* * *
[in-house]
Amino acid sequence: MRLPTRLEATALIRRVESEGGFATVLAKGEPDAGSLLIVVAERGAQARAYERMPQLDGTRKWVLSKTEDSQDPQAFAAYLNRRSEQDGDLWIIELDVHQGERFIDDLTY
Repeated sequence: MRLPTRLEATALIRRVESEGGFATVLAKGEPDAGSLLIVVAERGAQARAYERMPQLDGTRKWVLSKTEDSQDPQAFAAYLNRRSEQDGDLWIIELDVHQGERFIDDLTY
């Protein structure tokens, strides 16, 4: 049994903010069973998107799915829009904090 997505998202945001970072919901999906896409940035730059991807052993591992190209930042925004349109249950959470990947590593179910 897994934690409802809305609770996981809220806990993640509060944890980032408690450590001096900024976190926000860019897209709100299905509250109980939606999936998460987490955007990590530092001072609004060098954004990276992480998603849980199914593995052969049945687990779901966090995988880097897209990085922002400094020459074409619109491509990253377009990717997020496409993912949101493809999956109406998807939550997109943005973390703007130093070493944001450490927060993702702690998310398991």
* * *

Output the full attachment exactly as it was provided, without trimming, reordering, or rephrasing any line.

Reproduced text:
[in-house]
Amino acid sequence: MRLPTRLEATALIRRVESEGGFATVLAKGEPDAGSLLIVVAERGAQARAYERMPQLDGTRKWVLSKTEDSQDPQAFAAYLNRRSEQDGDLWIIELDVHQGERFIDDLTY
Repeated sequence: MRLPTRLEATALIRRVESEGGFATVLAKGEPDAGSLLIVVAERGAQARAYERMPQLDGTRKWVLSKTEDSQDPQAFAAYLNRRSEQDGDLWIIELDVHQGERFIDDLTY
């Protein structure tokens, strides 16, 4: 049994903010069973998107799915829009904090 997505998202945001970072919901999906896409940035730059991807052993591992190209930042925004349109249950959470990947590593179910 897994934690409802809305609770996981809220806990993640509060944890980032408690450590001096900024976190926000860019897209709100299905509250109980939606999936998460987490955007990590530092001072609004060098954004990276992480998603849980199914593995052969049945687990779901966090995988880097897209990085922002400094020459074409619109491509990253377009990717997020496409993912949101493809999956109406998807939550997109943005973390703007130093070493944001450490927060993702702690998310398991």